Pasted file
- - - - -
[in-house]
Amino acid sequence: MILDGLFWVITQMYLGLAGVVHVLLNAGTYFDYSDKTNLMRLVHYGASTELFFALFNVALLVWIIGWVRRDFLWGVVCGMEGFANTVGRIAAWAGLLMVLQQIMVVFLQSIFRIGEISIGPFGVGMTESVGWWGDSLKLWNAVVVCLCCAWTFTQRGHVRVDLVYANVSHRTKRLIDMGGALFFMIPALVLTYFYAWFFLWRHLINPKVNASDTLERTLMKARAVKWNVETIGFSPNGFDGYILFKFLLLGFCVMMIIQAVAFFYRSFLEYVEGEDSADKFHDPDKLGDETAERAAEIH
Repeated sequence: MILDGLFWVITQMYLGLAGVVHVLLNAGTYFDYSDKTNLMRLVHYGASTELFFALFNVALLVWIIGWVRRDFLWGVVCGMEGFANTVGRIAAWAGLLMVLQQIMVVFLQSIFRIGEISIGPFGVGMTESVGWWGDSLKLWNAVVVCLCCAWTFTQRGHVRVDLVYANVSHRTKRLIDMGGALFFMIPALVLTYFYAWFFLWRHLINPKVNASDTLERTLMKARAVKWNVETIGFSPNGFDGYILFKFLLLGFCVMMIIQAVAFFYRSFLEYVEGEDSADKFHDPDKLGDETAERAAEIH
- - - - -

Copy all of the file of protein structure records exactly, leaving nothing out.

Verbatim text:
[in-house]
Amino acid sequence: MILDGLFWVITQMYLGLAGVVHVLLNAGTYFDYSDKTNLMRLVHYGASTELFFALFNVALLVWIIGWVRRDFLWGVVCGMEGFANTVGRIAAWAGLLMVLQQIMVVFLQSIFRIGEISIGPFGVGMTESVGWWGDSLKLWNAVVVCLCCAWTFTQRGHVRVDLVYANVSHRTKRLIDMGGALFFMIPALVLTYFYAWFFLWRHLINPKVNASDTLERTLMKARAVKWNVETIGFSPNGFDGYILFKFLLLGFCVMMIIQAVAFFYRSFLEYVEGEDSADKFHDPDKLGDETAERAAEIH
Repeated sequence: MILDGLFWVITQMYLGLAGVVHVLLNAGTYFDYSDKTNLMRLVHYGASTELFFALFNVALLVWIIGWVRRDFLWGVVCGMEGFANTVGRIAAWAGLLMVLQQIMVVFLQSIFRIGEISIGPFGVGMTESVGWWGDSLKLWNAVVVCLCCAWTFTQRGHVRVDLVYANVSHRTKRLIDMGGALFFMIPALVLTYFYAWFFLWRHLINPKVNASDTLERTLMKARAVKWNVETIGFSPNGFDGYILFKFLLLGFCVMMIIQAVAFFYRSFLEYVEGEDSADKFHDPDKLGDETAERAAEIH